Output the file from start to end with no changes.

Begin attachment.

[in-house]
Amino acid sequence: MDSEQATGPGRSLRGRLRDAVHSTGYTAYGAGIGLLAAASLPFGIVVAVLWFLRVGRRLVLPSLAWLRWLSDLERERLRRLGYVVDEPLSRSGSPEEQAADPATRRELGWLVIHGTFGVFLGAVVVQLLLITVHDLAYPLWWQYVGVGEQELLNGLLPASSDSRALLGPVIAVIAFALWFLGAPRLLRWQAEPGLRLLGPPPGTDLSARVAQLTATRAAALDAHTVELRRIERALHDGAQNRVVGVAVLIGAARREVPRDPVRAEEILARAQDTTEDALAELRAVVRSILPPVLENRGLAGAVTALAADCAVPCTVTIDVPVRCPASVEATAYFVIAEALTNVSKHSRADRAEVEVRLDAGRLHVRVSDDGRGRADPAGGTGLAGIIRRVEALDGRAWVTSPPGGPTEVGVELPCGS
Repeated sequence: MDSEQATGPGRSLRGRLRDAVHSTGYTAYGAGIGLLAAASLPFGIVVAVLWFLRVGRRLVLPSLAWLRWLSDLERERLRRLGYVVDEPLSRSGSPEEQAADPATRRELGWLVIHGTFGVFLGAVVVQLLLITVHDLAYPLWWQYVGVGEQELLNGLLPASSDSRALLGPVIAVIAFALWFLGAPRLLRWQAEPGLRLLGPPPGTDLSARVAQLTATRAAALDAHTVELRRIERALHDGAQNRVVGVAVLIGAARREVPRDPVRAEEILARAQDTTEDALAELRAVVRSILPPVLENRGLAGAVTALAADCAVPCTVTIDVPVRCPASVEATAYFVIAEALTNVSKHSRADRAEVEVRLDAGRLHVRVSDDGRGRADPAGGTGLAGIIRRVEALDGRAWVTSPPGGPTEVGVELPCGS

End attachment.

[in-house]
Amino acid sequence: MDSEQATGPGRSLRGRLRDAVHSTGYTAYGAGIGLLAAASLPFGIVVAVLWFLRVGRRLVLPSLAWLRWLSDLERERLRRLGYVVDEPLSRSGSPEEQAADPATRRELGWLVIHGTFGVFLGAVVVQLLLITVHDLAYPLWWQYVGVGEQELLNGLLPASSDSRALLGPVIAVIAFALWFLGAPRLLRWQAEPGLRLLGPPPGTDLSARVAQLTATRAAALDAHTVELRRIERALHDGAQNRVVGVAVLIGAARREVPRDPVRAEEILARAQDTTEDALAELRAVVRSILPPVLENRGLAGAVTALAADCAVPCTVTIDVPVRCPASVEATAYFVIAEALTNVSKHSRADRAEVEVRLDAGRLHVRVSDDGRGRADPAGGTGLAGIIRRVEALDGRAWVTSPPGGPTEVGVELPCGS
Repeated sequence: MDSEQATGPGRSLRGRLRDAVHSTGYTAYGAGIGLLAAASLPFGIVVAVLWFLRVGRRLVLPSLAWLRWLSDLERERLRRLGYVVDEPLSRSGSPEEQAADPATRRELGWLVIHGTFGVFLGAVVVQLLLITVHDLAYPLWWQYVGVGEQELLNGLLPASSDSRALLGPVIAVIAFALWFLGAPRLLRWQAEPGLRLLGPPPGTDLSARVAQLTATRAAALDAHTVELRRIERALHDGAQNRVVGVAVLIGAARREVPRDPVRAEEILARAQDTTEDALAELRAVVRSILPPVLENRGLAGAVTALAADCAVPCTVTIDVPVRCPASVEATAYFVIAEALTNVSKHSRADRAEVEVRLDAGRLHVRVSDDGRGRADPAGGTGLAGIIRRVEALDGRAWVTSPPGGPTEVGVELPCGS